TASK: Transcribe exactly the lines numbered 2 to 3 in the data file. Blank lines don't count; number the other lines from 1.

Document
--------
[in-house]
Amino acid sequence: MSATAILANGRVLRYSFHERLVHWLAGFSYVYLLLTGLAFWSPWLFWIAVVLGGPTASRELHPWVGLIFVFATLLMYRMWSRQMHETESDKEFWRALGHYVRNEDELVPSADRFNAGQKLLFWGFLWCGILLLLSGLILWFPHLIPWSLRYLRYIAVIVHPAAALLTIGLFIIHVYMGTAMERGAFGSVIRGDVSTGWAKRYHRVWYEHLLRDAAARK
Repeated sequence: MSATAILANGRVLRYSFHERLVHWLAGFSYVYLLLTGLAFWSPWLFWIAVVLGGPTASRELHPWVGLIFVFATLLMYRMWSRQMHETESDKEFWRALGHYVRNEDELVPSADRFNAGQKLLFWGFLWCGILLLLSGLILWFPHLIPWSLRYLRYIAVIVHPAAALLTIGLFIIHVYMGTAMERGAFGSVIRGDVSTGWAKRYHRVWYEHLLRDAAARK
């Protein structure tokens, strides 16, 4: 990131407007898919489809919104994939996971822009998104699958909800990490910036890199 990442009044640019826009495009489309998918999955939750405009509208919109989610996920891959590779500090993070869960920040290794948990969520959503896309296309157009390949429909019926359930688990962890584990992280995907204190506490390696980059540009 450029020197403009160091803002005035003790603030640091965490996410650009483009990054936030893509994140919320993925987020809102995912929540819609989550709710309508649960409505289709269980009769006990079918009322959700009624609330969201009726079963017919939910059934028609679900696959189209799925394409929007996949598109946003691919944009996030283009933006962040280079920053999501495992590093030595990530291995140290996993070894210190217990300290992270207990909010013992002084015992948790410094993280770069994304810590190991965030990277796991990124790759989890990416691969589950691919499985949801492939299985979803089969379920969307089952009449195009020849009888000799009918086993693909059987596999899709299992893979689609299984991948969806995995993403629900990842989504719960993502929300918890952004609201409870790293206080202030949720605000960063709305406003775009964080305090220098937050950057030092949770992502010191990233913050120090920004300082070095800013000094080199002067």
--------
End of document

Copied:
Amino acid sequence: MSATAILANGRVLRYSFHERLVHWLAGFSYVYLLLTGLAFWSPWLFWIAVVLGGPTASRELHPWVGLIFVFATLLMYRMWSRQMHETESDKEFWRALGHYVRNEDELVPSADRFNAGQKLLFWGFLWCGILLLLSGLILWFPHLIPWSLRYLRYIAVIVHPAAALLTIGLFIIHVYMGTAMERGAFGSVIRGDVSTGWAKRYHRVWYEHLLRDAAARK
Repeated sequence: MSATAILANGRVLRYSFHERLVHWLAGFSYVYLLLTGLAFWSPWLFWIAVVLGGPTASRELHPWVGLIFVFATLLMYRMWSRQMHETESDKEFWRALGHYVRNEDELVPSADRFNAGQKLLFWGFLWCGILLLLSGLILWFPHLIPWSLRYLRYIAVIVHPAAALLTIGLFIIHVYMGTAMERGAFGSVIRGDVSTGWAKRYHRVWYEHLLRDAAARK